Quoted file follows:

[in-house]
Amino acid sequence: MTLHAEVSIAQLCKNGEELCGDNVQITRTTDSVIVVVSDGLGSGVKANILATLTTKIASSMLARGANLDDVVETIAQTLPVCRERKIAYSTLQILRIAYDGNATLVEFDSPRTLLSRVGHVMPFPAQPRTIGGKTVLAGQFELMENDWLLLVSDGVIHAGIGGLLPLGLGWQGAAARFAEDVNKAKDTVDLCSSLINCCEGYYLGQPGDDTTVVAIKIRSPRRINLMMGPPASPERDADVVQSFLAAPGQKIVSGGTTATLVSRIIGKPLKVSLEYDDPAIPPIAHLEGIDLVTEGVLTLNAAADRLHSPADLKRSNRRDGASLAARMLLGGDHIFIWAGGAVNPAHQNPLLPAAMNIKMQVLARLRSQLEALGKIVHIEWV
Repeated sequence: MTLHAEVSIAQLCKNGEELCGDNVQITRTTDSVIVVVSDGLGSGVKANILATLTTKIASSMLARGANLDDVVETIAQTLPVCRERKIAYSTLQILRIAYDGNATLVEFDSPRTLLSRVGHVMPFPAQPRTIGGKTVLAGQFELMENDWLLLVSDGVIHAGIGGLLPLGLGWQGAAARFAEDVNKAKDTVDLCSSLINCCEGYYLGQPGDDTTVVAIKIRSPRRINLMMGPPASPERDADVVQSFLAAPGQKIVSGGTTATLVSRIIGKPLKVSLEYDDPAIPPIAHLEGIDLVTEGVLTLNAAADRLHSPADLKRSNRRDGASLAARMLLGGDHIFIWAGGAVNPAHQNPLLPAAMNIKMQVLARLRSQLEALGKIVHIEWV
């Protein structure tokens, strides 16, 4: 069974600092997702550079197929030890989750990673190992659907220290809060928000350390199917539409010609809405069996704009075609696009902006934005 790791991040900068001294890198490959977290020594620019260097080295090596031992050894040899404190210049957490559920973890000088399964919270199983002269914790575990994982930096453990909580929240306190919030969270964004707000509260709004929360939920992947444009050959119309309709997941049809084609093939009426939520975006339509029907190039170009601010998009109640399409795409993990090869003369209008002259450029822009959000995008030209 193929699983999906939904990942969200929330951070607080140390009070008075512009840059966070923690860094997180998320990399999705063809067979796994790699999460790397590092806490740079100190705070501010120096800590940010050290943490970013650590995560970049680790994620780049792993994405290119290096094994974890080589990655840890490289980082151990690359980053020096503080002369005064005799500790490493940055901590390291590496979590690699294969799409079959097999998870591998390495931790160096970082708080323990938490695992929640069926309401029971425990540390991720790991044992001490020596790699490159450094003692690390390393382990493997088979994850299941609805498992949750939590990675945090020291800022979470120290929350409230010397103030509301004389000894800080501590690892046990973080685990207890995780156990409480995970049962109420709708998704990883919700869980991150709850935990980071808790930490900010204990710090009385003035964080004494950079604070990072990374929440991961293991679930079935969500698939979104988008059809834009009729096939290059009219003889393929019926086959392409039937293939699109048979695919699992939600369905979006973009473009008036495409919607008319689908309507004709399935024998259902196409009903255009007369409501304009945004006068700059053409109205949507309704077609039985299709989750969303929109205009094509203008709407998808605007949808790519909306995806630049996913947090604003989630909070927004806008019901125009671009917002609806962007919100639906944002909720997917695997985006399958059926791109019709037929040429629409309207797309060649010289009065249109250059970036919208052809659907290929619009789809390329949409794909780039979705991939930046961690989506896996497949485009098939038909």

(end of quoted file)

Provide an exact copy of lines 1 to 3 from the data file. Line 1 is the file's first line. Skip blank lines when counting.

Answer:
[in-house]
Amino acid sequence: MTLHAEVSIAQLCKNGEELCGDNVQITRTTDSVIVVVSDGLGSGVKANILATLTTKIASSMLARGANLDDVVETIAQTLPVCRERKIAYSTLQILRIAYDGNATLVEFDSPRTLLSRVGHVMPFPAQPRTIGGKTVLAGQFELMENDWLLLVSDGVIHAGIGGLLPLGLGWQGAAARFAEDVNKAKDTVDLCSSLINCCEGYYLGQPGDDTTVVAIKIRSPRRINLMMGPPASPERDADVVQSFLAAPGQKIVSGGTTATLVSRIIGKPLKVSLEYDDPAIPPIAHLEGIDLVTEGVLTLNAAADRLHSPADLKRSNRRDGASLAARMLLGGDHIFIWAGGAVNPAHQNPLLPAAMNIKMQVLARLRSQLEALGKIVHIEWV
Repeated sequence: MTLHAEVSIAQLCKNGEELCGDNVQITRTTDSVIVVVSDGLGSGVKANILATLTTKIASSMLARGANLDDVVETIAQTLPVCRERKIAYSTLQILRIAYDGNATLVEFDSPRTLLSRVGHVMPFPAQPRTIGGKTVLAGQFELMENDWLLLVSDGVIHAGIGGLLPLGLGWQGAAARFAEDVNKAKDTVDLCSSLINCCEGYYLGQPGDDTTVVAIKIRSPRRINLMMGPPASPERDADVVQSFLAAPGQKIVSGGTTATLVSRIIGKPLKVSLEYDDPAIPPIAHLEGIDLVTEGVLTLNAAADRLHSPADLKRSNRRDGASLAARMLLGGDHIFIWAGGAVNPAHQNPLLPAAMNIKMQVLARLRSQLEALGKIVHIEWV